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Budweiser made headlines this week, winning the right to trademark the term Bud in Europe and launching a new ‘craft’ version of their classic Lager.

The permanent extension of the Budweiser line is known as Black Crown and launched ahead of the Super Bowl kickoff – guaranteeing a captive audience of people that were presumably (mostly) drinking Bud anyway.

In a move that is not dissimilar to the Perfect Lager Project here in Australia, Budweiser launched Project 12, asking the 12 national brewmasters on its books to create a version of the original. Six were then chosen and farmed out to consumer testers. The winning brew is the Golden Amber Lager they have crowned Black Crown.

Budweiser describes the beer as follows: “With a blend of two-row caramel malt and four types of domestic hops, Budweiser Black Crown is finished on a bed of Beechwood chips for a smooth, balanced taste. Incorporating the proprietary yeast directly descended from the original Budweiser yeast strain used by Adolphus Busch in 1876, Budweiser Black Crown retains the key characteristics of Budweiser with its clean taste and high drinkability. Featuring more body, color and hop character than the flagship lager, it also has a slightly higher alcohol content at 6% ABV.”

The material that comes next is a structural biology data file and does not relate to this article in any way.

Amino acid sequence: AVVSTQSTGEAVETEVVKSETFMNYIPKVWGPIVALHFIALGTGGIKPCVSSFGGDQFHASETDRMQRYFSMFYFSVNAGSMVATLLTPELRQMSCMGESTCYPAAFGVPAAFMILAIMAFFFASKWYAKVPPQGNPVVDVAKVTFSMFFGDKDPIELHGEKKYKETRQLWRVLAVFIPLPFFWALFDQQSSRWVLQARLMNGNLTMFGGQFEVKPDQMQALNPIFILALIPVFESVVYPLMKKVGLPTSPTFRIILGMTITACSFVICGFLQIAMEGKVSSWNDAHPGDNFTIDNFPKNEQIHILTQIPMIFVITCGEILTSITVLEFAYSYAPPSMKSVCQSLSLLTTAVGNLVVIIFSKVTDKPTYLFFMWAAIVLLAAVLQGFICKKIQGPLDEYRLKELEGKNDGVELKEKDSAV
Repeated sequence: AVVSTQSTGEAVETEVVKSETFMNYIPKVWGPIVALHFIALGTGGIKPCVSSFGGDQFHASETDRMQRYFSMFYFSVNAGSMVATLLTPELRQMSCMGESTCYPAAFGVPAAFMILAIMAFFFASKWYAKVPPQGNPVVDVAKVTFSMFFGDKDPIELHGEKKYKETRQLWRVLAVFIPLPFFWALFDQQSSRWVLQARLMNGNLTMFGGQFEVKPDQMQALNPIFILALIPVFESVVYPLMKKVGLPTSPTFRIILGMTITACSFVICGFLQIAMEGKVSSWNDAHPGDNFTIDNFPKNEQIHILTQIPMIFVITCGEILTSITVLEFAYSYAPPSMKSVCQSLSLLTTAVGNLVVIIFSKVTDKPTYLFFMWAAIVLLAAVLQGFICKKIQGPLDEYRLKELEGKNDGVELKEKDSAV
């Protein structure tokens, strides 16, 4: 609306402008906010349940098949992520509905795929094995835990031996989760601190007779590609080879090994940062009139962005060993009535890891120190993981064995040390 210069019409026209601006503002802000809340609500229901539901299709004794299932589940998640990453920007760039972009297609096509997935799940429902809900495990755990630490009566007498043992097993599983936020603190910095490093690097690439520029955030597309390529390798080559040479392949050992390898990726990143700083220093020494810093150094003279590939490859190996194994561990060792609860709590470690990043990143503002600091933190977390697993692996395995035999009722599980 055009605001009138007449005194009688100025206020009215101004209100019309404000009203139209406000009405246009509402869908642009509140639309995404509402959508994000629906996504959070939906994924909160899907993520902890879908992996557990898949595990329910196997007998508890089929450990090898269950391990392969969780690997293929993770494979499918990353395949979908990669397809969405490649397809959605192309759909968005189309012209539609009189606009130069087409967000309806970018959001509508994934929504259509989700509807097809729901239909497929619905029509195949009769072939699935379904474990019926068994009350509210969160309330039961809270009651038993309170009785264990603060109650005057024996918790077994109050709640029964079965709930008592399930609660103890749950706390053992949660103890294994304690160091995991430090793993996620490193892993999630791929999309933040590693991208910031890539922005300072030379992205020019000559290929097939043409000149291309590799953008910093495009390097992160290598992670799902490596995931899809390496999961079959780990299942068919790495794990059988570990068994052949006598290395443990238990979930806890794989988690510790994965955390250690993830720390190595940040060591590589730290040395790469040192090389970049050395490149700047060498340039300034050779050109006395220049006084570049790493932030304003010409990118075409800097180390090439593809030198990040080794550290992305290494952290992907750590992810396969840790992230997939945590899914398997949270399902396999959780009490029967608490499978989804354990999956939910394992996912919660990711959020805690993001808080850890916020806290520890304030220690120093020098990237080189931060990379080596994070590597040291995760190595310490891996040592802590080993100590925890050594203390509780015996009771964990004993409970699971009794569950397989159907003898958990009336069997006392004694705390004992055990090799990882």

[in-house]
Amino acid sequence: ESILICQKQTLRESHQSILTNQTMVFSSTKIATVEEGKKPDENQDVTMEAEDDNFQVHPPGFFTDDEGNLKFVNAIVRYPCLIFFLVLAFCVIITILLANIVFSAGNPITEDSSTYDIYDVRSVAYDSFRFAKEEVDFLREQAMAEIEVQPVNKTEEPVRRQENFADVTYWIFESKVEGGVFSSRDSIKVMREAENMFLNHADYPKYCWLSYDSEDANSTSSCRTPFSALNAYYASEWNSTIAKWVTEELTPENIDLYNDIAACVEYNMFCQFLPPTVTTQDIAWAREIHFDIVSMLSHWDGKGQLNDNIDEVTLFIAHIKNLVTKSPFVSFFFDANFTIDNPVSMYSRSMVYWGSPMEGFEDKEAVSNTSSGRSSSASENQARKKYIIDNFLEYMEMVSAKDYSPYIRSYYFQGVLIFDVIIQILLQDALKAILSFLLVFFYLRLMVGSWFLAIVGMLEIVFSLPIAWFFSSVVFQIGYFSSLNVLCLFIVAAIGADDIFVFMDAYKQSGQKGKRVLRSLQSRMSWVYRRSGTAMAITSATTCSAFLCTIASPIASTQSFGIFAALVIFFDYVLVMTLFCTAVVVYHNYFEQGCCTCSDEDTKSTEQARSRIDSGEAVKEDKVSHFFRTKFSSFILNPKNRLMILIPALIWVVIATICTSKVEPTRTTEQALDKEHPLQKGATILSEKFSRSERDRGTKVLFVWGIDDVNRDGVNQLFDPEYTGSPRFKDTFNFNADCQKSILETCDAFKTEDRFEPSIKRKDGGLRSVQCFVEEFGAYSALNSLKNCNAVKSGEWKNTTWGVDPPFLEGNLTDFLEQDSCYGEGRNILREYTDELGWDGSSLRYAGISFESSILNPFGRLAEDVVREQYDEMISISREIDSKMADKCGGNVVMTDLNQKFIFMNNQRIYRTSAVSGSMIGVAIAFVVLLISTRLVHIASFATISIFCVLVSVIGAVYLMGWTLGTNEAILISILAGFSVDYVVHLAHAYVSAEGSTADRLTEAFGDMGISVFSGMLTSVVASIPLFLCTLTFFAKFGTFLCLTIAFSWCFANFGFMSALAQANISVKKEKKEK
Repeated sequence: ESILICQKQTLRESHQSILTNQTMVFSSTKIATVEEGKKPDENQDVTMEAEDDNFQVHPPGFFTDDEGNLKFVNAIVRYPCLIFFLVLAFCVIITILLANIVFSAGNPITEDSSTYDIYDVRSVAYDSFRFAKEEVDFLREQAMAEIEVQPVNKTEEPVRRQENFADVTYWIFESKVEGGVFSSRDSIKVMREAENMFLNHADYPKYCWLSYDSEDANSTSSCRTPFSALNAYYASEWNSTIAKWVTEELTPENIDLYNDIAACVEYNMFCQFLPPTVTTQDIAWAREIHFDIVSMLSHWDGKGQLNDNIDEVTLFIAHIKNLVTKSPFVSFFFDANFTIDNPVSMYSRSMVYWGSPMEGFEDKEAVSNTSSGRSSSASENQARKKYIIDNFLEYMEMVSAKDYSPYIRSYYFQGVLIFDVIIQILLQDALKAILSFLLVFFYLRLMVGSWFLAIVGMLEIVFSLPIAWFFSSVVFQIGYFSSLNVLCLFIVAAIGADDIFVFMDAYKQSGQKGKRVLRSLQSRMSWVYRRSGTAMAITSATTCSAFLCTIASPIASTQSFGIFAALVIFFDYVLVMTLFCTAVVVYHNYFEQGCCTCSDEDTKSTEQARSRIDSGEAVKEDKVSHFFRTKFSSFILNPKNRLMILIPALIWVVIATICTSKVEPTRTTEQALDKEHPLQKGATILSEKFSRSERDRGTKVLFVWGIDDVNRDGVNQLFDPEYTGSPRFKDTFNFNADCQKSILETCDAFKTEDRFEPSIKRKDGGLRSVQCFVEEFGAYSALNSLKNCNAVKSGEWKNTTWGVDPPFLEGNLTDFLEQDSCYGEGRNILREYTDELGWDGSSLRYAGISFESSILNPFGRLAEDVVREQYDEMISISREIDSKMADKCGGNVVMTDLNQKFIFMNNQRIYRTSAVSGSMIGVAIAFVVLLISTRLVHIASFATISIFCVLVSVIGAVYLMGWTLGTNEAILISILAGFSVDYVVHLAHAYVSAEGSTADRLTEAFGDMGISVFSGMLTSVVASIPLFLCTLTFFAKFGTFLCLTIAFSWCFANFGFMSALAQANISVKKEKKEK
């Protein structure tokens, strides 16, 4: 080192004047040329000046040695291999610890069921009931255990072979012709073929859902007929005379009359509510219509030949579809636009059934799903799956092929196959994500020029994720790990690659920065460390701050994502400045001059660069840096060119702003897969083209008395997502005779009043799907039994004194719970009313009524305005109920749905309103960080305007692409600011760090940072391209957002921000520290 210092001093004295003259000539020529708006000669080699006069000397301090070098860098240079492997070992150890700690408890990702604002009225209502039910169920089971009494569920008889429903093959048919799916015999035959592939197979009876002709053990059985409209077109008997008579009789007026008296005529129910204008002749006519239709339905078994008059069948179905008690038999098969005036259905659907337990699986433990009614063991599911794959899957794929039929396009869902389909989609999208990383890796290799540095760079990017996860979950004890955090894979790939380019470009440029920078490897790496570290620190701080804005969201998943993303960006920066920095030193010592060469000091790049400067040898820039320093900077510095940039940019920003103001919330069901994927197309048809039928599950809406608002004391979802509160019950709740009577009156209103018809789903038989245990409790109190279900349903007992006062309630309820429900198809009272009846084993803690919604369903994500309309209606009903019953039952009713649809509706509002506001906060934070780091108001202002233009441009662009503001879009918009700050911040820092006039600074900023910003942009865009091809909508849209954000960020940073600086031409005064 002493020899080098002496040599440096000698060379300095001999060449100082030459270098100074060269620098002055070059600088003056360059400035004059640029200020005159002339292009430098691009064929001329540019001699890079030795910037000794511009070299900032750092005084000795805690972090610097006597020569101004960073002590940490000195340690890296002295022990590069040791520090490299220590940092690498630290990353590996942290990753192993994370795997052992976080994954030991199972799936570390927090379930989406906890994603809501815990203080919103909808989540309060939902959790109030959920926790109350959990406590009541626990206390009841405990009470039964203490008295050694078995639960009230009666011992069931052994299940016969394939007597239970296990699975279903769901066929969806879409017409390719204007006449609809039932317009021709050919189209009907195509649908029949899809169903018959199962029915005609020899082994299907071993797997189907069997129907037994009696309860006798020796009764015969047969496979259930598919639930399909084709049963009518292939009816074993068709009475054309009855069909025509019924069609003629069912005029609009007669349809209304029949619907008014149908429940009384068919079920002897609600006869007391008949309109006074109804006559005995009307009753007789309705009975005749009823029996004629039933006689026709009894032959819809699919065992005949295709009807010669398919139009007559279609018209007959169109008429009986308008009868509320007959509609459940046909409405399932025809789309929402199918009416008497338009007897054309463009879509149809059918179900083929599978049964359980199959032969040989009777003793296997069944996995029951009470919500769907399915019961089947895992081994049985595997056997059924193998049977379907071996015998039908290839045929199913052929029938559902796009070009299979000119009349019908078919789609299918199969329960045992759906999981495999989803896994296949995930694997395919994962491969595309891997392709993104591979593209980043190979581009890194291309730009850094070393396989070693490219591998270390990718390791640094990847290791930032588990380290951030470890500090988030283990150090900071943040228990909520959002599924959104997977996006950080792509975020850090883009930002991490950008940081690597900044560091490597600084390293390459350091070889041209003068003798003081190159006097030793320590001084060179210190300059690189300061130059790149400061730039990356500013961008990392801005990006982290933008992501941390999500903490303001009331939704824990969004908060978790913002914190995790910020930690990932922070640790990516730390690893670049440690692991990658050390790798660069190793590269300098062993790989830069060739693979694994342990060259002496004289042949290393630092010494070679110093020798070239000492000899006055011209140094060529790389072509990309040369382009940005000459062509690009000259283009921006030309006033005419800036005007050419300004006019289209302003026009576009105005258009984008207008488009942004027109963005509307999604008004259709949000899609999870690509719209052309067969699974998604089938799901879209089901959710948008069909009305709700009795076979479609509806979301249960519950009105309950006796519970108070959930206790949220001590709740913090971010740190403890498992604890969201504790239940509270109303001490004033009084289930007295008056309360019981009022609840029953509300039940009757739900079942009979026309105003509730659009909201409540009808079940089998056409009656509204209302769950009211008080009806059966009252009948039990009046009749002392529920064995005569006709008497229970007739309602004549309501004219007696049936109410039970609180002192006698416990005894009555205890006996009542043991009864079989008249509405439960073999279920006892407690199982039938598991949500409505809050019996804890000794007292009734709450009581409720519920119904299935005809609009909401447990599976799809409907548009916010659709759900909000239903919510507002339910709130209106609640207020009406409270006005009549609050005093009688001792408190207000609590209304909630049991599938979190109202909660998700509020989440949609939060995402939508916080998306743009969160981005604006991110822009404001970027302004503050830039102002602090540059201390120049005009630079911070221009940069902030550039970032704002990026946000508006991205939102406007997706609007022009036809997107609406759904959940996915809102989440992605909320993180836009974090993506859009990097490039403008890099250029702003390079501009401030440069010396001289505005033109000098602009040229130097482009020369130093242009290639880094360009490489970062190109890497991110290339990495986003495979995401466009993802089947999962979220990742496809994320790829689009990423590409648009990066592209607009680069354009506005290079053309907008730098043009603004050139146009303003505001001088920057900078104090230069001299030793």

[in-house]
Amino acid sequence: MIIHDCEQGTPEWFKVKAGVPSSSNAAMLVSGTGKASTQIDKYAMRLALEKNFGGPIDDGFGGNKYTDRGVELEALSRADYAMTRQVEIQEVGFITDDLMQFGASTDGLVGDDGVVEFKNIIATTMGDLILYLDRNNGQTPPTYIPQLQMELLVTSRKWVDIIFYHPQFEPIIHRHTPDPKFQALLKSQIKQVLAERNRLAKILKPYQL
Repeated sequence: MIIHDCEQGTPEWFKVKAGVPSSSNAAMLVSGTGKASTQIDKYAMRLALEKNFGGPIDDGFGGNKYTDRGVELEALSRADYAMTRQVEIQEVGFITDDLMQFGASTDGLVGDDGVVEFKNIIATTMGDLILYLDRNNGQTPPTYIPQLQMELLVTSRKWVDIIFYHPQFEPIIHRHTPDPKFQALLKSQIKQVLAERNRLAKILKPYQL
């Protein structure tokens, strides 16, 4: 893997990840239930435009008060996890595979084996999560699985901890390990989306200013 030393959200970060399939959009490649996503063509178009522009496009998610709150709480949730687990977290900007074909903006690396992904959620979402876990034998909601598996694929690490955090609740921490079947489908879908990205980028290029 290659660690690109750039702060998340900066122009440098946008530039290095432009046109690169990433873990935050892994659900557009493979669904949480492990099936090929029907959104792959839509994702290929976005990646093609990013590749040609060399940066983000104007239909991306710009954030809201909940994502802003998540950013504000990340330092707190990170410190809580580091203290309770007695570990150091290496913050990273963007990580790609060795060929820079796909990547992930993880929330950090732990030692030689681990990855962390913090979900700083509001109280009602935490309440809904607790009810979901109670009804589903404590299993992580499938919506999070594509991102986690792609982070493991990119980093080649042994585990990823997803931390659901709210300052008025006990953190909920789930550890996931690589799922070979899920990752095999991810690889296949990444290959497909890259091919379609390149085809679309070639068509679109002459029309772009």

According to the successful brewmaster, Bryan Sullivan of LA, the beer has more body and a “touch” more hop character.

Hilariously, some beer commentators have taken this to signify that Budweiser is finally admitting something that has been obvious to others for a while: their beer has no flavour.

The brew is expected to be a massive seller across the US.

In another win for Budweiser owners AB InBev, the have been permitted to trademark the name Bud in Europe after a case put forward by Czech company Budejovicky Budvar was dismissed.

According to Budejovicky Budvar, it holds 380 trademarks registered in 101 countries, including Budweiser, Budvar, Budweiser Budvar and Bud.

“The coexistence of the trademarks in any country must be considered a serious and everlasting threat for our intellectual property and thus for our survival in the long term as well,” said Budweiser Budvar Chief Executive Jiri Bocek in a statement this month.

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